Brunel’s Greatest Projects

Isambard Kingdom Brunel is one of the most versatile, daring and inventive engineers of all time. The epitome of creativity, he remains a key figure who provided the impetus for Britain’s industrial growth during the nineteenth century. A polymath, his projects crossed over from civil, structural, mechanical and marine engineering to architecture, art and design. Furthermore he was an entrepreneur who managed to raise large amounts of money for his work, some which are still in existence to date. His legacy is indisputable in how he changed the face of Britain and his construction techniques.

The Thames Tunnel

Designed by Marc Brunel, Isambard’s father, the Thames Tunnel was the first engineering project he embarked on when he returned to Britain. The project kicked off in 1825 and was halted several times when the river burst in and flooded the workings. At one point, Isambard Brunel was swept away by a flood and almost died. Eventually finances hindered its progress and it was opened to the public eighteen years later. At the time of its completion it was hailed as the eighth wonder of the world. Originally designed to be a footpath it was the first tunnel to be built under a navigable river. It was eventually sold to the railways and became part of the London Underground system in 1865, a role it still performs today. It carries about 14 million passengers through it each year.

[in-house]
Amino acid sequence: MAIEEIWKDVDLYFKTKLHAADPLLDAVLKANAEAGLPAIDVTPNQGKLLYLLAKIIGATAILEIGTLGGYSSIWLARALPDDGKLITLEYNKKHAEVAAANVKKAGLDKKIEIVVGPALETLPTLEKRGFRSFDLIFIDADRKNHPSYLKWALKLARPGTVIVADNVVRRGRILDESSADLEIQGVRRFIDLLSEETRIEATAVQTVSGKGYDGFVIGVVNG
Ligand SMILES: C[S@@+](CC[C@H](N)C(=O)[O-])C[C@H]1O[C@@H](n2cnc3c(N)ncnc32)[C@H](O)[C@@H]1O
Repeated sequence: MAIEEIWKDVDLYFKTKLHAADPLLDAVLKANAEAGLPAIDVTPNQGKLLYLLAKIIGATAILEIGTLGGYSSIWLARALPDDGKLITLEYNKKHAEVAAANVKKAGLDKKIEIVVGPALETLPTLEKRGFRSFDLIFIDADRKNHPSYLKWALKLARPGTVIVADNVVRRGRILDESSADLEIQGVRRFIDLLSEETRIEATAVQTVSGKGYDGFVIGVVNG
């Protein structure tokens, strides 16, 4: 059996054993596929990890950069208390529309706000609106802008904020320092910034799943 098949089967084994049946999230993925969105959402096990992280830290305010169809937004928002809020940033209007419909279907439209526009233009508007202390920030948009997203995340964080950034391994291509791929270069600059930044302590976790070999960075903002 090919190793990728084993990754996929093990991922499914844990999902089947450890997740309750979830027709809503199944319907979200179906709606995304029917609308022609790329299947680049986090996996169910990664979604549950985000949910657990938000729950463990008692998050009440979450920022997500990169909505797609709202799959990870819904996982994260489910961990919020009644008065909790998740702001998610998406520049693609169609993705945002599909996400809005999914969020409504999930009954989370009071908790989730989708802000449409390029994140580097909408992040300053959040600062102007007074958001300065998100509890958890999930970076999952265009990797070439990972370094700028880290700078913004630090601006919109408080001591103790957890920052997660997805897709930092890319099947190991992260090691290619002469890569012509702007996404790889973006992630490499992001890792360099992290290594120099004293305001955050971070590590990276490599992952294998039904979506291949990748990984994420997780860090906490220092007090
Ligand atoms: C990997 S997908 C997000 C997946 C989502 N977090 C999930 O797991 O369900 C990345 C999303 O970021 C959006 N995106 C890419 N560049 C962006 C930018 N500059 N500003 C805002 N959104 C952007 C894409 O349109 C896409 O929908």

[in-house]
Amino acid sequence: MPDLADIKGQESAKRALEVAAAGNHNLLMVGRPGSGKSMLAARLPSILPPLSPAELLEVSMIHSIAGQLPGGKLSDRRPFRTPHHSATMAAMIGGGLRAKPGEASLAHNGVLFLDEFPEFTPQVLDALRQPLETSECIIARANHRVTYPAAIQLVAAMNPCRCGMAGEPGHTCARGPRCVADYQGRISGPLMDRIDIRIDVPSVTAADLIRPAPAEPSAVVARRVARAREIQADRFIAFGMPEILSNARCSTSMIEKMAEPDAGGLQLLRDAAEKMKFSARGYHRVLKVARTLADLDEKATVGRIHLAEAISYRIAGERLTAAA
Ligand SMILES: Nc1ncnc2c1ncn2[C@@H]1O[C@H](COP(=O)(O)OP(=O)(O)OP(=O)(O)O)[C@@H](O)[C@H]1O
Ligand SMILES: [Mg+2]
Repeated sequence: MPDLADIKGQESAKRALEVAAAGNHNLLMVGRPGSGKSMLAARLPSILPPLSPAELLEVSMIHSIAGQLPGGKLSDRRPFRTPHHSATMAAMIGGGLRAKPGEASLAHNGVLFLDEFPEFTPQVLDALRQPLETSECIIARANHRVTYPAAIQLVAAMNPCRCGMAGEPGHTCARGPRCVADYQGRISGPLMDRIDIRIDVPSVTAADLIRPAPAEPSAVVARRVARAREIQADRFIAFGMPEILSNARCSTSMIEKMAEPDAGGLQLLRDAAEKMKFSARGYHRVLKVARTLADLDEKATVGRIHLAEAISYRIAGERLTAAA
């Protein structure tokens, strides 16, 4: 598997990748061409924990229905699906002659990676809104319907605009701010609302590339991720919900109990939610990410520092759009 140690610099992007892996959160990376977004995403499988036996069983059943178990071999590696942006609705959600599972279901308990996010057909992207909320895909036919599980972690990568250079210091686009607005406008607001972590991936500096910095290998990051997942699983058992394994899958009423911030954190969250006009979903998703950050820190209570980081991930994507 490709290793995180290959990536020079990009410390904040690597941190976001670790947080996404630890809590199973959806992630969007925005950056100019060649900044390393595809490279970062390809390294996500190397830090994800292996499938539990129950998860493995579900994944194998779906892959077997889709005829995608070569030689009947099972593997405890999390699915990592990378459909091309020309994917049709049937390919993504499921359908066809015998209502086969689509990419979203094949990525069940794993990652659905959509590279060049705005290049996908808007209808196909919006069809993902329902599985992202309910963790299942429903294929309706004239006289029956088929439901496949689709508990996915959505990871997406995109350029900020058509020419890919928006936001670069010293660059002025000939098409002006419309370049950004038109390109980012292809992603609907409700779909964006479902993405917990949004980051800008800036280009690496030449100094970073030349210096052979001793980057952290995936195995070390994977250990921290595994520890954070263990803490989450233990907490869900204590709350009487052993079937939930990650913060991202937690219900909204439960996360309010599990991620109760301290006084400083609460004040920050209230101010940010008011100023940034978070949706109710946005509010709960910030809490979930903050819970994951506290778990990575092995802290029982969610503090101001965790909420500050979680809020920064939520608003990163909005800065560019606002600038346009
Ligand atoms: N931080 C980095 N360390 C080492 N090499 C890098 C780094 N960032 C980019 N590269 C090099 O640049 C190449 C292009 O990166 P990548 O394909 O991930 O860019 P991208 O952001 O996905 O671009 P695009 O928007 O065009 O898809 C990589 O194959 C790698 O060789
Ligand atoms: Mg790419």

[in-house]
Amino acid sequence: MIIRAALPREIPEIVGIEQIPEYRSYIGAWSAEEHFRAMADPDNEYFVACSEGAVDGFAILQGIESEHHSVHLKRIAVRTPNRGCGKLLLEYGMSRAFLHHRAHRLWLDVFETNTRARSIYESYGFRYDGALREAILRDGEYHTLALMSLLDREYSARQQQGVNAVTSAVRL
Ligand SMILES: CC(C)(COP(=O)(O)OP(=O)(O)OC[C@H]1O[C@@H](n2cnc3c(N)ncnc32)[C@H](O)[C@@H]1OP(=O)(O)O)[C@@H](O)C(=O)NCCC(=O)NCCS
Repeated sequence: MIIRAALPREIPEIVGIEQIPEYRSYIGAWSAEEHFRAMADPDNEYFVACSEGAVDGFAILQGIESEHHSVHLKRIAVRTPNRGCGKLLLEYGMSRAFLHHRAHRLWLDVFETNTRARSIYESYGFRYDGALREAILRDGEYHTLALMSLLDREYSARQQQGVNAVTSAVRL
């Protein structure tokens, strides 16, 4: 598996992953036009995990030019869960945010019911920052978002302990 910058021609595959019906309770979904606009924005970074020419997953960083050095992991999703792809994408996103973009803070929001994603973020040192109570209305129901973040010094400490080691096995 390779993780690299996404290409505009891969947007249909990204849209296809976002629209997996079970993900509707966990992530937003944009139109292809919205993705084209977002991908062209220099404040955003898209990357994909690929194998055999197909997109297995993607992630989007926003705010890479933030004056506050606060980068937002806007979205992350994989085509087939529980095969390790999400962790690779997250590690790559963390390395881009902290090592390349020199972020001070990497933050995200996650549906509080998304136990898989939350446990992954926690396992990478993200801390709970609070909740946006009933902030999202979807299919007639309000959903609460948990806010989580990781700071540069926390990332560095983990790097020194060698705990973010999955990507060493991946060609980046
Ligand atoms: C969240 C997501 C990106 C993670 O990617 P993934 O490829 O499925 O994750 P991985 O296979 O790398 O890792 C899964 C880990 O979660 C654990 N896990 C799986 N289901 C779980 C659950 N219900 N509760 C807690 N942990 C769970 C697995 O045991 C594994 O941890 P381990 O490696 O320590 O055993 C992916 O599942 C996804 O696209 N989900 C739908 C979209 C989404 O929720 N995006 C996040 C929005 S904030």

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The Clifton Suspension Bridge

Opened in 1864, the iconic Clifton Suspension Bridge is located in Bristol and was designed by Brunel when he was only 24 years old. Although construction began on the bridge in 1831, the project was abandoned 12 years later, due to lack of funds and political issues. It was only completed in 1859 after Brunel’s death, as a memorial to him. It all began in 1754 when a wealthy merchant left a legacy to build a bridge over the Avon Gorge. He funded a competition through his will, inviting engineers to submit their plans. With the famous bridge constructor Thomas Telford sitting at the helm as the judge for all submissions, proposals were sought for a wrought iron bridge. Telford rejected all designs; including Brunel’s and instead put forward his own ideas. After much squabbling, Brunel was eventually declared the winner and appointed project engineer – his first major commission. In June 1831 the first stone on the Clifton side tower was laid but riots in Bristol led to loss of investor confidence and work on the bridge was suspended. Sadly, Brunel never got to see the completion of his great work. Though the Clifton Suspension Bridge was designed in the early 19th century for light horse drawn traffic it still meets the demands of 21st century commuter traffic with thousands of motor vehicles crossing it every day. Held up by 81 wrought-iron rods, the bridge is 1,352 feet long, and towers 245 feet above the Avon. It continues to be a major landmark in the area.

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The Great Western Railway